The Richler uses characters in this book to display

The Apprenticeshipof Duddy Kravitz is the fourthnovel by Canadian author Mordecai Richler.

It was first published in 1959. The Apprenticeship of Duddy Kravitz,published by Mordecai Richler has long been regarded as one of the mostimportant Canadian novels. TheApprenticeship of Duddy Kravitz is the story of an enthusiastic Jewish boygrowing up in an underprivileged neighbourhood in Montreal. It is both aportrait of a young man who is desperately determined to be successful and ofthe various communities he must deal with in his journey working-class Jewish,French Canadian, and Anglo-Saxon establishment. The novel opens in 1947, whileDuddy is still in high school. He creates havoc throughout his neighbourhood,tormenting various people who has insulted or offended him. (enotes1) DuddyKravitz is obsessed with money, power and land.

With the obsession of power andmoney we see the theme of greed starting to progress from the very beginning.Greed can be applied to situations where there is a passionate desire forfortune and wealth. In the novel greed is shown by his relations with hisfriends and even with what he was told as a young child. Duddy Kravitz grows upin the “ghetto” a part of a city, especially a slum area, occupied by aminority group or groups. In the ghetto there are characters who are not thegreatest influence on the major character.

Since the novel takes place in 1947,the Jewish people are seen as the minorities even after the second world war.In this case, where Duddy grows up, it is full of Jewish and other minoritygroups. Considering that the novel takes place in the life of Duddy Kravitz,there are many times in which case there are controversial characters whoinfluence Duddy’s decisions in a negative way. With these characters they leadDuddy, to the wrong decisions. Finally, the last major theme or topic in thenovel is the theme of stereotyping. As mentioned above, the Kravitz’s grew upin Montreal’s ghetto. The Kravitz were a Jewish family in 1947, which was anegative period for all Jewish people, after the second world war which endedin 1945.

The main case of stereotyping, was how Jews were represented as cheap,liars and will do anything to make an extra dollar or two. Richler usescharacters in this book to display their culture and expose their stereotypes.To conclude, Duddy Kravitz is a young man whom we can say is being anapprentice to life. What he needs to obtain in the course of the novel is thetruth about himself and how to apply it to his life.

His journey to accept the apprenticeshipstarts by finding identity and to succeed in the goals that he sets forhimself. This might lead to wrong decisions which leads back to greed,stereotypes and the people in which he hangs around with.The novel starts off in the year 1947, after thesecond world war.

This was the year in which Canada started to loosen itsimmigration policy and started to accept more Jewish people from Europe.  Canada loosened its immigration policy and by1949 accepted over 40,000 Holocaust survivors. In following years, Canada wasagain the destination, this time for many French-speaking Jews, seeking refugefrom aggression and volatility in several North African nations.(canada1).

These new Jewish people, had to deal with stereotypes, which are present in thenovel. The year marked an unprecedented shift in both Jewish self-perception,and the worlds perception of Jews. Just as our present-day knowledge of theHolocaust clouds our ability to imagine a time when that genocide wentnameless, so too does the contemporary news media’s continual coverage of theIsraeli armed forces render it difficult to imagine a time when Judaism andmachismo were thought irreconcilable. (Robin1) In the novel, the first stereotype we are introducedto is Duddy’s father, Max Kravitz.

Max is the father of Duddy, and Duddy’sbrother, Leanie kravitz. We see how proud Max is of Leanie and, he is proud ofthe way in which Duddy tries to live on his own. During the beginning stages ofthe novel, we see that Max does not attempt to support his children, howeverthat changes as the book progresses as he will do anything to make his sonshappy. The first stereotype which Max Kravitz gives off is the typical, peoplein the ghetto do not seem to behave or, all they do is cause trouble. In thiscase when Duddy, finds out that Max is a pimp. “Duddy smiled; he laughed.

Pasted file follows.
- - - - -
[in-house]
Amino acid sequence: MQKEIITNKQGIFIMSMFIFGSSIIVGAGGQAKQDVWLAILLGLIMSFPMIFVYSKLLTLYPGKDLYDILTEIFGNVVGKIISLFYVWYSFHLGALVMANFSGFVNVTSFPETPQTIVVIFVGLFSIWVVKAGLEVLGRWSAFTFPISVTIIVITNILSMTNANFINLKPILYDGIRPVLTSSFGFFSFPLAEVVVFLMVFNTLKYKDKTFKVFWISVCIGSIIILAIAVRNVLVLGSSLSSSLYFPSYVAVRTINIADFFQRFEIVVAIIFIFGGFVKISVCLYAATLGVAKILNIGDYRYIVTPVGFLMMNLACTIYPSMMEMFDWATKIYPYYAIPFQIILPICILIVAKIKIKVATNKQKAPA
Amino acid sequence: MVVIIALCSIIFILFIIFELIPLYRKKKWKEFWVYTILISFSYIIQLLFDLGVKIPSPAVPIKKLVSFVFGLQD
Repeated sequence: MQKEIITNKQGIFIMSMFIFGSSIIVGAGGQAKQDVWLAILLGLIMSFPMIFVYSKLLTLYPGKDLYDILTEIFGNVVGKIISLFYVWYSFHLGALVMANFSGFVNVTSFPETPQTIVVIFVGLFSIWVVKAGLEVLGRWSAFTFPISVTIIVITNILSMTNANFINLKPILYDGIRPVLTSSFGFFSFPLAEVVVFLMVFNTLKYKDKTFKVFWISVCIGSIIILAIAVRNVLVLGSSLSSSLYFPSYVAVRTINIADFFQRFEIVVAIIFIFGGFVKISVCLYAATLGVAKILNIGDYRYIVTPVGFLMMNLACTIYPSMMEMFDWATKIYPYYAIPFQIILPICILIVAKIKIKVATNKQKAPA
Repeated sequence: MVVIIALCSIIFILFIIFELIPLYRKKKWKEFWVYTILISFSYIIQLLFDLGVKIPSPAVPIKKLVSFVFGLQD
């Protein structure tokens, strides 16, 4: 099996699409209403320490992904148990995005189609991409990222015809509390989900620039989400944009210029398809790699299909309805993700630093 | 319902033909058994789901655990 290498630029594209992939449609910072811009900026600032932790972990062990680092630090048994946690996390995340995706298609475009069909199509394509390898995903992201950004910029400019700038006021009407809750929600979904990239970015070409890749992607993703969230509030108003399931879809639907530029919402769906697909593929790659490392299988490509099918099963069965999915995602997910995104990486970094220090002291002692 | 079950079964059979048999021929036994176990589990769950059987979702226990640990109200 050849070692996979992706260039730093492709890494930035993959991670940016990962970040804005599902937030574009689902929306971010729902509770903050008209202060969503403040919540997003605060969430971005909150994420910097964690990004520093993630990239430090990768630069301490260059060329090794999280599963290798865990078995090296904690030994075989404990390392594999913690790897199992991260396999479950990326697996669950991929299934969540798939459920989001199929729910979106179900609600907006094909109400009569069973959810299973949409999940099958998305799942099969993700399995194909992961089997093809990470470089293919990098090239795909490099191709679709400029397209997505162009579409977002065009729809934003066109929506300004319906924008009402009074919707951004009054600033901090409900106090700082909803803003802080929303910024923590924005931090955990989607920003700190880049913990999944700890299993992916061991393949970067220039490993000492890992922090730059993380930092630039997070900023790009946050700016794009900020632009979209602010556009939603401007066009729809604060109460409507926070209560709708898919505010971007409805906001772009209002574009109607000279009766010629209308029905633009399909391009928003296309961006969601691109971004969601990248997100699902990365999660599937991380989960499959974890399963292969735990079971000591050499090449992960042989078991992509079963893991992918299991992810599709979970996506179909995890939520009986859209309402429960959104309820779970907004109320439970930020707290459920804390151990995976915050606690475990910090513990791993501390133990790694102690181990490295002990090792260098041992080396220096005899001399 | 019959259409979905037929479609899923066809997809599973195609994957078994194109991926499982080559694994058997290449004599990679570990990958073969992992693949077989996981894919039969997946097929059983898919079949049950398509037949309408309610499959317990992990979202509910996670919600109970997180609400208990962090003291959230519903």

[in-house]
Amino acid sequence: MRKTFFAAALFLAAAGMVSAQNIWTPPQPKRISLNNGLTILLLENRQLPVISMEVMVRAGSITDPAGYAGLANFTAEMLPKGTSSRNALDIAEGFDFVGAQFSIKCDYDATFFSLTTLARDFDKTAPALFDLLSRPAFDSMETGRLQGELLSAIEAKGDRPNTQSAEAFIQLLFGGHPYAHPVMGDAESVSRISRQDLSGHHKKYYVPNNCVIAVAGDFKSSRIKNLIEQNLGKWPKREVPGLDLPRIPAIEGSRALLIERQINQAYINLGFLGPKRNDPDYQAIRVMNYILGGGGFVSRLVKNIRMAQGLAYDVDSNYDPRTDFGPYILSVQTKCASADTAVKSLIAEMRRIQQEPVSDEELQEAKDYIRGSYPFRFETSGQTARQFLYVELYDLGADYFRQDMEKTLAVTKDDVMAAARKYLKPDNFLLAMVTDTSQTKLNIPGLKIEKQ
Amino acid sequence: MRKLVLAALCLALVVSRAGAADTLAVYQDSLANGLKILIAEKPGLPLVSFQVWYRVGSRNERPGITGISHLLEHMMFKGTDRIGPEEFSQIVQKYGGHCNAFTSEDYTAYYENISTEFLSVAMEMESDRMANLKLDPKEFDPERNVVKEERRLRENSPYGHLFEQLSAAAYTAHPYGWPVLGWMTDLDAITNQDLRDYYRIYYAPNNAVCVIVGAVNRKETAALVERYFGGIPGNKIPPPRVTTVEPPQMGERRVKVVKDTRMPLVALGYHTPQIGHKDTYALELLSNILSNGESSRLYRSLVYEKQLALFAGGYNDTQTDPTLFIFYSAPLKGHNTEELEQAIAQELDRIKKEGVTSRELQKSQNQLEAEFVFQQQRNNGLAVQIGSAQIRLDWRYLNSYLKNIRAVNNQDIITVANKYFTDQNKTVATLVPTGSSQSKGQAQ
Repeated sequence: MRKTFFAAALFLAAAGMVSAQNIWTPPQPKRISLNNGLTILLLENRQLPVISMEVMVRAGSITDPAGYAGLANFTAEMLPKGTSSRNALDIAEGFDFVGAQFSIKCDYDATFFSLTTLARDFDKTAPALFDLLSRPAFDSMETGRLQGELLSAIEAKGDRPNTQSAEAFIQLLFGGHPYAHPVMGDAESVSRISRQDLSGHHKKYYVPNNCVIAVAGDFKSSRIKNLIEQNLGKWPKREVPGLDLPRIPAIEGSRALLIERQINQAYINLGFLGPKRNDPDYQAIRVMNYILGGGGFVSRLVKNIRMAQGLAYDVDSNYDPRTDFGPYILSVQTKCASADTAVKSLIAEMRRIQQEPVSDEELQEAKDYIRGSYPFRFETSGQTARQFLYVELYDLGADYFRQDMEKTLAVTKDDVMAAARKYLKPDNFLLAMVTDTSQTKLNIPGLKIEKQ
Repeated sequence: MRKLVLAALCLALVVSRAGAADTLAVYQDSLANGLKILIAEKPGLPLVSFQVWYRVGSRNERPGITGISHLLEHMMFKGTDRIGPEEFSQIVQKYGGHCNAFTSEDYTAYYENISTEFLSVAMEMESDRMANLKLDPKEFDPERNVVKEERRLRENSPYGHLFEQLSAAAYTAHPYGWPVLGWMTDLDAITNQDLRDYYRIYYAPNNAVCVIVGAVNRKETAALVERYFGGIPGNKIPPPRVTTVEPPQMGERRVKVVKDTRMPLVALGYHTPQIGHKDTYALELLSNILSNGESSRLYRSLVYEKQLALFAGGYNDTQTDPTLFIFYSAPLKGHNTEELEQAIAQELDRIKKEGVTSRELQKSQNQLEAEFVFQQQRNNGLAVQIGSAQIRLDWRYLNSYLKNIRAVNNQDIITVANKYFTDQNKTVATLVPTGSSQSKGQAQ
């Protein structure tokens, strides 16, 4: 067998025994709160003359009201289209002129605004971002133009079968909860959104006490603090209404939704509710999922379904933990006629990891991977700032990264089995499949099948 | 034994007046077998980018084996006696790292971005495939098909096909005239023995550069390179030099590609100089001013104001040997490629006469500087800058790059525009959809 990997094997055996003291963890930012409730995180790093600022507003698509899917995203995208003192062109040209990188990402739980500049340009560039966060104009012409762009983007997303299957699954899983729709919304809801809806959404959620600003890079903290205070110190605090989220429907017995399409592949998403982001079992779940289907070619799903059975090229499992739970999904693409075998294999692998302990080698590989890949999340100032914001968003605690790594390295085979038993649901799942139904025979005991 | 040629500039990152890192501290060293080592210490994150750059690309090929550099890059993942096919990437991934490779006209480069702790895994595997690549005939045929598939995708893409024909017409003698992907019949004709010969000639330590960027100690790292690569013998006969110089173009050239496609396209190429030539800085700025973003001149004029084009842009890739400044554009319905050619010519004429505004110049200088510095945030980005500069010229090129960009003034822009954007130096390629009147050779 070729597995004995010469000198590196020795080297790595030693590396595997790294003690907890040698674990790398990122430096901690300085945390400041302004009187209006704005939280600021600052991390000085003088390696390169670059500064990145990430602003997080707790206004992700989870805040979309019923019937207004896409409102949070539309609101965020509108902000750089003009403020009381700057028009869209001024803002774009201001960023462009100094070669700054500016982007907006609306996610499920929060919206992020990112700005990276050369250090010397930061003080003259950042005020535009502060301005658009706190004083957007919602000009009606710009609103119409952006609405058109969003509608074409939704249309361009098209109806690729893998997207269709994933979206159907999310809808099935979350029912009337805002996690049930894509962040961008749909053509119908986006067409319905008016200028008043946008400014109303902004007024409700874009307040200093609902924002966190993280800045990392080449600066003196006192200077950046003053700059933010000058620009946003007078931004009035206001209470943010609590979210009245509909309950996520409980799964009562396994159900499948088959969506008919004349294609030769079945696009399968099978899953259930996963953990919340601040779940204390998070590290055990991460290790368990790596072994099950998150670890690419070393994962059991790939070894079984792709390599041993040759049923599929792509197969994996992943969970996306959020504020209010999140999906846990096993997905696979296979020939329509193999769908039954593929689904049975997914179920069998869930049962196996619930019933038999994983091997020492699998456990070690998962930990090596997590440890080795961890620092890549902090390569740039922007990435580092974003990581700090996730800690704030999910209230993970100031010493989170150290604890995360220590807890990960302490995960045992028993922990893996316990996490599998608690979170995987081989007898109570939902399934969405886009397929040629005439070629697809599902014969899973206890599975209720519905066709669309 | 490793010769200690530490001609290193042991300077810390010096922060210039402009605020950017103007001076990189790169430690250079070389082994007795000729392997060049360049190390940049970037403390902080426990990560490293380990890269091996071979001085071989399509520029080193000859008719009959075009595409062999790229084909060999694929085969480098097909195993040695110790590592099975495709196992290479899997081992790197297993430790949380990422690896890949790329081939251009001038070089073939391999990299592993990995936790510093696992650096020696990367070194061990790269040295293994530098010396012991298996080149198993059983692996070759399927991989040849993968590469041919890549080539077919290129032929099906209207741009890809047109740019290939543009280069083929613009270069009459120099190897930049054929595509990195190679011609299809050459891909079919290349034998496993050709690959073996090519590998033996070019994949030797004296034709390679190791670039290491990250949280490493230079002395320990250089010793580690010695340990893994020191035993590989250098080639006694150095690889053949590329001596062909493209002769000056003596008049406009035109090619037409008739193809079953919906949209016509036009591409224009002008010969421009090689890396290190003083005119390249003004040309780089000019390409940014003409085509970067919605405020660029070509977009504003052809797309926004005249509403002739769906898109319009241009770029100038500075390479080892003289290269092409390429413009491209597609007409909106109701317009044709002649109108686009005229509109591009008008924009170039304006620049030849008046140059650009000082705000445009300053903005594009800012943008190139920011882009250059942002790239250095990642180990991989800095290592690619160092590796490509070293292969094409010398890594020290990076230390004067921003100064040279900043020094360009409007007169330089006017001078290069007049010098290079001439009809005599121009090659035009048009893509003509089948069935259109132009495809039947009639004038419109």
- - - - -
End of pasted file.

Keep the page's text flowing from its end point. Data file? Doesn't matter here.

“Jeez,” he said proudly. “That’s something. Jeez.

” Maxslapped his face so hard that Duddy lost his balance and fell against thecounter. … “You’re a pimp.” “Get out, Duddy. “Duddy got upand ran.

(Richter 27). In this part of the novel, you see the “Pimp in thehood” type stereotype. Although this quote also shows, the stereotype, ofJewish people doing anything for money. Max Kravitz also, stereotyped many ofthe characters in the novel as well. Max would always tell, his sons about a”Boy wonder”. A man who does not have to work and who has a large amount ofmoney, someone who was, Max’s friend.

When Duddy was a little kid he constantlywould be told stories from his father about the Boy Wonder, Mr. JerryDingleman. His father, Max spoke with great joy when re-telling these storiesabout him. This caused the Boy Wonder to be a humongous role model in Duddy’slife as he contributed inspiration to Duddy, as a child.

When Duddy finally gotthe opportunity to meet the Boy Wonder, Duddy was ambitious for Jerry to teachhim how to become a better superior man. However, his expectations were shotdown as Jerry didn’t provide Duddy with a chance to speak to him. When Duddyfinally confronted him, all the beliefs that Duddy had for Mr.

Dingleman werecrushed. Therefore, we see Max trying to show other characters as high andmighty while they are just regular people. Dingleman grasped that the boy wasrepeating somebody else’s platitude, and he laughed in his face. ‘I wish you’dstop laughing at me. I’m not that stupid. And while we’re at it why did you lugme all the way down to New York? For a joke?’ ‘I know you uncle. BenjaminKravitz.

He’s a childish man. I don’t like him.’ ‘Maybe he doesn’t like youeither.

‘ ‘Maybe. But you like me.’ ‘What makes you so sure?’ ‘There’s somethingwrong.

A mistake somewhere when a boy your age is already pursuing money likehe had a hot poker up his ass.'(Richler, 161). This was when Duddy finally foundout that this his childhood hero, that his father told him stories about, wasnothing but just a sick old man who sells drugs in order to become wealthy. The second character who Mordecai Richler, seems toportray as a typical stereotype, is Duddy Kravitz himself. To be more precise,a younger Duddy Kravitz, the one who we see in part one and two in the novel.During the 1940’s and 1950’s when the novel was taken place, Canada was dealingwith the problems of Anti-Semitism.